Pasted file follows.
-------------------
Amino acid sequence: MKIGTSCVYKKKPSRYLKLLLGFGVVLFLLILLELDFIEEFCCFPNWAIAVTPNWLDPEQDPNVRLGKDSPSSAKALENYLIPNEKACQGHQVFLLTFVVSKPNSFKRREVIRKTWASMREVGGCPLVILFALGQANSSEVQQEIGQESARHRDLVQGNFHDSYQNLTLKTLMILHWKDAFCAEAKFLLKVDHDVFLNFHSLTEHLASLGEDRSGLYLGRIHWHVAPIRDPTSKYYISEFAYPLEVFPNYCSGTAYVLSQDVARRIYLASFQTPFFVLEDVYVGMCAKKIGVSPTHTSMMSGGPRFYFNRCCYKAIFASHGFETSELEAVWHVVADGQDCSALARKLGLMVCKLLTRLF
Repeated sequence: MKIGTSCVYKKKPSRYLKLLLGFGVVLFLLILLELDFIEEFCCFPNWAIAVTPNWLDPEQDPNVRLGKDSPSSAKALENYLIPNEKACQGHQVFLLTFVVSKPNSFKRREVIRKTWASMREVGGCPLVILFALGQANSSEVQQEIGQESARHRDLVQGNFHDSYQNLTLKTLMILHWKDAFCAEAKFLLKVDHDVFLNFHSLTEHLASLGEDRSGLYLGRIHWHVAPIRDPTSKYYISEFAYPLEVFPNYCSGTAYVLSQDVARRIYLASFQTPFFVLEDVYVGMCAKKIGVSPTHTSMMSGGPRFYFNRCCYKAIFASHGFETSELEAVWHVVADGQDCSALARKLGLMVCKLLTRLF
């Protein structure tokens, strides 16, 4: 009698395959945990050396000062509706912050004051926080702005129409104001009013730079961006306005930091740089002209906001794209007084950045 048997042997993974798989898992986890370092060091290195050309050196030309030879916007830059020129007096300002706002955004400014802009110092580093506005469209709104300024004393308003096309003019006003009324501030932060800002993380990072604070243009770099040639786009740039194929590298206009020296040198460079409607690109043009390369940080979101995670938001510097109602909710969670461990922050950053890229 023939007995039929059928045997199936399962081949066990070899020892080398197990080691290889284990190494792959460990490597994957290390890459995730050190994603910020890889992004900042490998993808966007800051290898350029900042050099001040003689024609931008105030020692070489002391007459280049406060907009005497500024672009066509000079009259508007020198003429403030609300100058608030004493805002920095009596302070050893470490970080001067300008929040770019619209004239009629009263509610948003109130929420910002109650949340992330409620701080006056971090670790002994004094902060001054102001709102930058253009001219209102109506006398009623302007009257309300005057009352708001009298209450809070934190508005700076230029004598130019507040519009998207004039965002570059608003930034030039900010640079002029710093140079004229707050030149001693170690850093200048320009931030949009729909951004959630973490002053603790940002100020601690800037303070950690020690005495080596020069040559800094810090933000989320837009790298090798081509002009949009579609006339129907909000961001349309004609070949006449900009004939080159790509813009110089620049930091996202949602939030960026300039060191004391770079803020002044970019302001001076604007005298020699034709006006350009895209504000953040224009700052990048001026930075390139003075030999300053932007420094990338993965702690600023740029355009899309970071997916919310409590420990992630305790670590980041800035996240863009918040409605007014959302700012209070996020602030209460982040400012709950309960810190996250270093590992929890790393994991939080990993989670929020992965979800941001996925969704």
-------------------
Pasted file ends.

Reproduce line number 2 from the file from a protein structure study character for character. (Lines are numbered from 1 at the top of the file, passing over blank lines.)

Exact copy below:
Repeated sequence: MKIGTSCVYKKKPSRYLKLLLGFGVVLFLLILLELDFIEEFCCFPNWAIAVTPNWLDPEQDPNVRLGKDSPSSAKALENYLIPNEKACQGHQVFLLTFVVSKPNSFKRREVIRKTWASMREVGGCPLVILFALGQANSSEVQQEIGQESARHRDLVQGNFHDSYQNLTLKTLMILHWKDAFCAEAKFLLKVDHDVFLNFHSLTEHLASLGEDRSGLYLGRIHWHVAPIRDPTSKYYISEFAYPLEVFPNYCSGTAYVLSQDVARRIYLASFQTPFFVLEDVYVGMCAKKIGVSPTHTSMMSGGPRFYFNRCCYKAIFASHGFETSELEAVWHVVADGQDCSALARKLGLMVCKLLTRLF